The All-Star break stands as the mythical -- though not mathematical -- halfway point of the baseball season, and if there's one thing we know at the annual midseason lull, it's that we really don't know the half of what's going to happen by the end.
Sure, there are good signs for teams hoping to gain entry into the October tournament. Yes, there are individual performances that are setting up eye-popping season totals.
But halfway there, we have a lot to learn and a lot to see -- and a lot we can't even imagine yet.
Will the Pirates break their 20-year playoff drought? Can the defending World Series champion Giants come off the mat in historic fashion to return to the playoffs? Do hot starts by the Cardinals, Braves, A's and Red Sox translate into hot finishes?
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Individually, will Miguel Cabrera be able to duplicate his Triple Crown feat of a year ago? Will Chris Davis continue to crush homers at a pace not seen in years? Will Max Scherzer or Patrick Corbin maintain their historic winning percentages?
Clearly, there's a lot left to answer.
While individual performances are fodder for our attention down the stretch, the really big and most important question remains: Who will be there in October when the postseason spotlight shines?
It sounds simple but it's true: When it comes to where teams stand at the All-Star break, the better off they are, the more likely they are to make the playoffs -- with notable exceptions on both sides.
For instance, who knew at the break a year ago that two teams sitting at or just a couple of games above .500 and out of the playoff picture would reach the postseason? But there went the A's (43-43) and the Tigers (44-42) into October, and Detroit went all the way to the World Series.
Both the Tigers and A's head into the second half of 2013 with a much more solid first half behind them, but they know that doesn't change what they have to do.
"It's 'grind it out until the end and see who's standing,'" Tigers manager Jim Leyland said. "That's kind of what we did last year, and that's what you do in this business."
Of course, grinding it out from a lofty position in the standings is preferred.
In the past 10 years, including last year's debut of the 10-team postseason, only eight teams of the 82 that made the playoffs did so after being at or under .500 at the break, and only two have been below the waterline -- the 2008 Dodgers (46-49) and the '03 Twins (44-49). The '12 A's, '07 Rockies (World Series), '07 Phillies, '07 Yankees, '04 Astros and '03 Cubs were all at .500 at the break and still reached the postseason.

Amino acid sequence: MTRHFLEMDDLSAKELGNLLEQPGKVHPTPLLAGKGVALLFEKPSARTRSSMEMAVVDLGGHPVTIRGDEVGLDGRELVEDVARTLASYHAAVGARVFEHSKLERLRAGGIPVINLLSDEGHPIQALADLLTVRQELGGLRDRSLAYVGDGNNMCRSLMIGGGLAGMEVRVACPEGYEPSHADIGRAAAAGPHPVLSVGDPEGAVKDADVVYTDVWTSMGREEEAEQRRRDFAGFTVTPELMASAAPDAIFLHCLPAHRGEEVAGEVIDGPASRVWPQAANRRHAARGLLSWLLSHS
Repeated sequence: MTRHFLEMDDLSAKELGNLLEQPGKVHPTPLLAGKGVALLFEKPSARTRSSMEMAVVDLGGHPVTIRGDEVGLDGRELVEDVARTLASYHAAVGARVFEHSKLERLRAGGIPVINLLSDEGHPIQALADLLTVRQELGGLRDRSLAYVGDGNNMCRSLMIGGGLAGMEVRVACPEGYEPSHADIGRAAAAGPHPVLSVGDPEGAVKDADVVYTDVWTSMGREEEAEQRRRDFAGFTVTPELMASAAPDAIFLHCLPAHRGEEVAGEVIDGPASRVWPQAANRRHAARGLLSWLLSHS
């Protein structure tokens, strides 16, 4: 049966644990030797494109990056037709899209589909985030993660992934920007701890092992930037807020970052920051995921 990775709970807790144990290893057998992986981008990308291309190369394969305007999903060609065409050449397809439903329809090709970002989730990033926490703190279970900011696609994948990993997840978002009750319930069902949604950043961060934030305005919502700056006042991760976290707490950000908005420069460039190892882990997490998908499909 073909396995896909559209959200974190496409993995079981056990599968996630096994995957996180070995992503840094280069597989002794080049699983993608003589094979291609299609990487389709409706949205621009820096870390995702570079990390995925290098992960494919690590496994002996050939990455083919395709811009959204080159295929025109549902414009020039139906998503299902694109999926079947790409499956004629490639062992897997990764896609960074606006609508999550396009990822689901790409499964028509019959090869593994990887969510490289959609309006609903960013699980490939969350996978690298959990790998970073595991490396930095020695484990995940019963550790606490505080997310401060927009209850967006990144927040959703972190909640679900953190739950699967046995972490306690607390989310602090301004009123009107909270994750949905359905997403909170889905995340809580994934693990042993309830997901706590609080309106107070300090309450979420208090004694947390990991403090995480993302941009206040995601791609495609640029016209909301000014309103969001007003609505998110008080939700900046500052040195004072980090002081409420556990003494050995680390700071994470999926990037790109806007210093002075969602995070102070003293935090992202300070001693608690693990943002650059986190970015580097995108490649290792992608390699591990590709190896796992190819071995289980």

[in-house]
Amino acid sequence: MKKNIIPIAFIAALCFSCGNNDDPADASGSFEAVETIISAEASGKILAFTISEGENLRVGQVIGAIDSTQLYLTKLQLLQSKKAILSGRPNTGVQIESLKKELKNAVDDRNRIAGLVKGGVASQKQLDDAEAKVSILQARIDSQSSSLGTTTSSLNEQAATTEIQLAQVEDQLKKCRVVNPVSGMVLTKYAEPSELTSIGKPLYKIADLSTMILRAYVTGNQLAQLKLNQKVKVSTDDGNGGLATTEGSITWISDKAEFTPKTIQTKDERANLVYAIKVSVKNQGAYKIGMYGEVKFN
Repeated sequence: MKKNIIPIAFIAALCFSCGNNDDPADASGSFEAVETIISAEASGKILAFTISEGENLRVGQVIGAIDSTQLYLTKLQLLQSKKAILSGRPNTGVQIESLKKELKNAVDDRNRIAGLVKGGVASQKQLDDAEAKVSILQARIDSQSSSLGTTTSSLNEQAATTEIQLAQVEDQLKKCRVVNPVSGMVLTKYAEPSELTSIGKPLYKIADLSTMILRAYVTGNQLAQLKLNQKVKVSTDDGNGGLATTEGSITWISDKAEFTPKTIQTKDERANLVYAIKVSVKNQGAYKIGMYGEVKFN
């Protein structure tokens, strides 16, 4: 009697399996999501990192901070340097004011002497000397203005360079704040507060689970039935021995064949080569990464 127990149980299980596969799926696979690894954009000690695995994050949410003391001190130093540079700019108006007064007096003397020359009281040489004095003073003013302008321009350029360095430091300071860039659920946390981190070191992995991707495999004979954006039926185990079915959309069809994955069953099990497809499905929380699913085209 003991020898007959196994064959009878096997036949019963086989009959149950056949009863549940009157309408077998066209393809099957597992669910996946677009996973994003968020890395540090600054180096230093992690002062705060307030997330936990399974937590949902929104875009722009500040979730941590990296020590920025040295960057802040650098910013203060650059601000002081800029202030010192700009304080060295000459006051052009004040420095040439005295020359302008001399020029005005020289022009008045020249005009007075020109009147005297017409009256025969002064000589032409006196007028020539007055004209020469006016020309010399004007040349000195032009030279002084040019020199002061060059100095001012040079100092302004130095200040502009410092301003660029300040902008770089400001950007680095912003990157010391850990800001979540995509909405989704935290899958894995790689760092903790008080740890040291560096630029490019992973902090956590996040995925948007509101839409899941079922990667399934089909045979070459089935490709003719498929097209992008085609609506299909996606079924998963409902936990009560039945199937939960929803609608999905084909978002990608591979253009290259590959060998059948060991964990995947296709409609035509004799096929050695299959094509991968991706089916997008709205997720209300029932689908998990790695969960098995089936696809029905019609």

While many others were hovering near the break-even point, any team currently more than five games under will be doing something not done in a decade if they reach the playoffs. Still, they can take heart in the 1973 Mets, who were nine games under .500 at the break and surged to a World Series appearance.
On the flip side, things can go the other direction after the All-Star break, too. To know how that goes, you need look no further than Pittsburgh, where the Pirates are in the thick of the NL Central race for the third straight season at the break.
Let's just say they intend to do much better this time, and there's little reason to doubt that they will once their five All-Stars return to action with a nine-game cushion in the Wild Card race.
"We're pleased, but there is nobody in that clubhouse who is satisfied," Pirates manager Clint Hurdle said. "We're in a good spot. We played hard to the finish of the first half. We'll reboot on Thursday."
Rebooting didn't go well for the Pirates the last couple of years, thanks to second-half slides. They played 15 games under .500 last year -- the steepest slide from first place since the '05 Nationals went 16-under to drop out of the playoff hunt. Before that, the '77 Cubs played 19 games under .500 in the second half to lose the National League East lead.
Certainly, the Pirates aren't the only ones to slip, and the A's and Tigers aren't the only ones to surge in the second half. Playoff positions have changed hands at least once in each league each of the past 10 years with two exceptions -- the 2008 American League and '06 NL races.
Last year, it was four teams who lost their leads after the All-Star break, and a total of 15 positions in the past five years and 32 in the past decade have changed hands between the break and the end.
For those teams hoping for a surge, the 2012 A's set a high bar by going 26 games over .500 to pass two teams and win the AL West. But even that couldn't compare to a '01 run during which the A's went an amazing 41 games (58-17) over .500 to reach the playoffs after being 44-43 and out of the mix at the break.
The Giants had a plus-20 second half to gain entry toward their 2012 title, bringing to 11 the number of teams in the past 10 years that have gone 20 games over .500 or better in the second half to jump into a postseason position.
On the other hand, you have the two teams that reached the 2006 World Series. The Cardinals went 35-39 after the All-Star break and still won the World Series. Their foe, the Tigers, went 36-38, and so it was that a pair of clubs that struggled down the stretch emerged as the last two teams standing.
So who knows exactly what's in store at the All-Star break? It's up the air, a half-written script with no ending and no telling what will happen to the characters.
Really, halfway there is just that, so the best part about the All-Star break is that it means the best part of the season is still to come.
John Schlegel is a national reporter for MLB.com. This story was not subject to the approval of Major League Baseball or its clubs.